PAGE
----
The discovery, reported in the May 3 issue of the journal Neuron, might one day lead to the development of drugs that induce cold sensation as an analgesic, or block it to prevent certain forms of chronic pain associated with cold sensation.
"This study represents the first demonstration that a single gene is responsible for most cool temperature sensation," says team leader Ardem Patapoutian, who has joint appointments with the Department of Cell Biology at Scripps Research and the Genomics Institute of the Novartis Research Foundation. "Many previous candidates have been postulated to play a role in our ability to sense cool temperatures, but none have withstood the test of genetics," he says.
TRPM8 was first discovered by Patapoutian's group and proposed as a key gene controlling cold sensation. To test the hypothesis, the group observed the behavior of mice genetically altered to lack the gene in response to cold stimuli.
When placed in compartments with a temperature gradient, or in an enclosure where they could choose between two temperatures, mice without TRPM8 showed essentially no preference in the temperature range of 18 to 31°C, suggesting their ability to sense this range was completely disabled without the gene. Normal mice, on the other hand, found cold temperature unpleasant, reliably avoiding cold temperatures in favor of warmer areas.
"It's pretty amazing that one gene could impact thermal sensation this much," says Ajay Dhaka, a Scripps Research postdoctoral fellow in the Patapoutian lab and lead author on the Neuron paper. "It really highlights the importance of the peripheral nervous system and how temperature affects our behavior," he says.
The altered mice also showed little response to the application of acetone to their hindpaw, which causes an unpleasant cold sensation, while the acetone caused normal mice to flick their paw and lick them.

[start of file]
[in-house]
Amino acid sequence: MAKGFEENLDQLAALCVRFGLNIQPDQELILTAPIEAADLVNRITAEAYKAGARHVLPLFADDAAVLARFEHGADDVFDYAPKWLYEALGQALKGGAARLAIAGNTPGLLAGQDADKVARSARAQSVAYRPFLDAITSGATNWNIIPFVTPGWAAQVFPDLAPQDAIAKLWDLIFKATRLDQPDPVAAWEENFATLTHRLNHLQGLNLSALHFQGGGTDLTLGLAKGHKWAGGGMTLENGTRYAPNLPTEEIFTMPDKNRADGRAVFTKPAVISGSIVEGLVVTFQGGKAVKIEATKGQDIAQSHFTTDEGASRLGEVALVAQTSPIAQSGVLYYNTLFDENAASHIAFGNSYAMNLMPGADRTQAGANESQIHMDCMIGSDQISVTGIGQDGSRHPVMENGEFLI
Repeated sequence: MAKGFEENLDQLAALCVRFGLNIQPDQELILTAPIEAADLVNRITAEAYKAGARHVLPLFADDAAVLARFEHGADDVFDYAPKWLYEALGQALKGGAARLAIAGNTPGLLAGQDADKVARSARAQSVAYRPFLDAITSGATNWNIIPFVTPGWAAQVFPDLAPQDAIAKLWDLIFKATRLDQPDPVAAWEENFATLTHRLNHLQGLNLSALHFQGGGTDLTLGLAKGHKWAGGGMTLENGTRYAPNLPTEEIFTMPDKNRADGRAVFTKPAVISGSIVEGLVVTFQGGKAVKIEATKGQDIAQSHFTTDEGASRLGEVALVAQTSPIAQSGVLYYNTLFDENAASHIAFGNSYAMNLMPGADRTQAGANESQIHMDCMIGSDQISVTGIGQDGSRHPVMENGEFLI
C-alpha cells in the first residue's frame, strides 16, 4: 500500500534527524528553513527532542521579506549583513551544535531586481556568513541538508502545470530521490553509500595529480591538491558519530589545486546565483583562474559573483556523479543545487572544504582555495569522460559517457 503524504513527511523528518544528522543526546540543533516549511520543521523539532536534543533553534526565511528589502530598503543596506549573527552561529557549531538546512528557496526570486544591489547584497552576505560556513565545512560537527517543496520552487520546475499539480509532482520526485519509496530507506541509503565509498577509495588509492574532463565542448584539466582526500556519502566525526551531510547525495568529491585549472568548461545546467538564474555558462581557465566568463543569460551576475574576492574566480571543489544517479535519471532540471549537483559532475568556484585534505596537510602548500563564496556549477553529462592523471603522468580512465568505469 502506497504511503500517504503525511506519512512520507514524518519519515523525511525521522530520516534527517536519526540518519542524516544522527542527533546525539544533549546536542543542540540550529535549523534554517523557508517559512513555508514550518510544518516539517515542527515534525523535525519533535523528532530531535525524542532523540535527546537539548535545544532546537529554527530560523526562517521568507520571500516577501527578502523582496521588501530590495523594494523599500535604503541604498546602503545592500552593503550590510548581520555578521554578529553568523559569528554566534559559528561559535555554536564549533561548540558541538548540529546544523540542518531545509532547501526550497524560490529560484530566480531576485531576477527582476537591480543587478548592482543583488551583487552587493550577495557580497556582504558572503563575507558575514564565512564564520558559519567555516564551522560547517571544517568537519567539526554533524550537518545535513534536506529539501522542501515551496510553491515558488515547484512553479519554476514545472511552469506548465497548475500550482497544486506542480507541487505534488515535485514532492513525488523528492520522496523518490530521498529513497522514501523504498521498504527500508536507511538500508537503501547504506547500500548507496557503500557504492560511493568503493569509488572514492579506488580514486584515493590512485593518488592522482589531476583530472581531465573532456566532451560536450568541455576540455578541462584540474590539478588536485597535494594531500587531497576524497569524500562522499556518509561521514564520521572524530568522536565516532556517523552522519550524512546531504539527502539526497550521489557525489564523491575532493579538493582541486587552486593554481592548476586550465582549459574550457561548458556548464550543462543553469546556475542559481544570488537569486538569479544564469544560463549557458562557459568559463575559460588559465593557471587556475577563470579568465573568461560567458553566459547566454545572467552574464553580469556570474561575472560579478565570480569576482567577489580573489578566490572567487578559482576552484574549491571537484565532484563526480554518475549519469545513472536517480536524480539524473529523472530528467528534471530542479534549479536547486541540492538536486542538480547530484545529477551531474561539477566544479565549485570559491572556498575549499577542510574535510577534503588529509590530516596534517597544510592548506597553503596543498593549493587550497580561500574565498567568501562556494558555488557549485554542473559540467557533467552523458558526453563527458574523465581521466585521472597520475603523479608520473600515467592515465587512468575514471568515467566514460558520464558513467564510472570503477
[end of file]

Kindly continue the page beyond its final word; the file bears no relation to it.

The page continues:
TRPM8 codes for an ion channel found at the tips of sensory neurons, which innervate the skin. When opened, ions flowing through TRPM8 lead to the activation of the sensory neuron, which in turn sends a signal to the brain. The Patapoutian team's results support the idea that activation of TRPM8 by temperature triggers cold sensation. "TRPM8 acts as a gate," says Dhaka, "At warm temperature it remains closed, but opens when exposed to cool temperature."
The TRPM8-deficient mice did not lose their ability to feel pain in response to extreme cold, as evidenced by responses similar to wild type mice when exposed to -1° C cold plates. This suggests that other genes are responsible for this facet of cold sensation.
Though cold can be unpleasant or painful under certain circumstances, it can also deaden pain, as illustrated by icing an injury to relieve pain. To test this side of cold sensation, the researchers injected the mice with small amounts of a pain-causing chemical, formalin, and then exposed the affected paw area to a cold plate.
Cold temperature clearly reduced the acute pain felt by control mice as shown by a reduction in the response to formalin injection when compared to the amount of time control mice spent flicking and licking their paws when placed on a room temperature plate. In contrast, TRPM8-deficient mice did not receive any acute pain relief from the cold plate suggesting that cold activation of TRPM8 can mediate some of the analgesic effects of cold.
Just how the same sensation can be interpreted as unpleasant under certain circumstances and pleasant in others is still not clear, but is a question the group plans to investigate. "It would be really interesting to find out how the brain takes essentially the same signal and, depending on context, interprets it differently," says Dhaka.
Other authors on the paper, entitled "TRPM8 Is Required for Cold Sensation in Mice," were Amber Murray and Taryn Earley, from Scripps Research, and Jayanti Mathur and Matt Petrus, from the Novartis Research Foundation.
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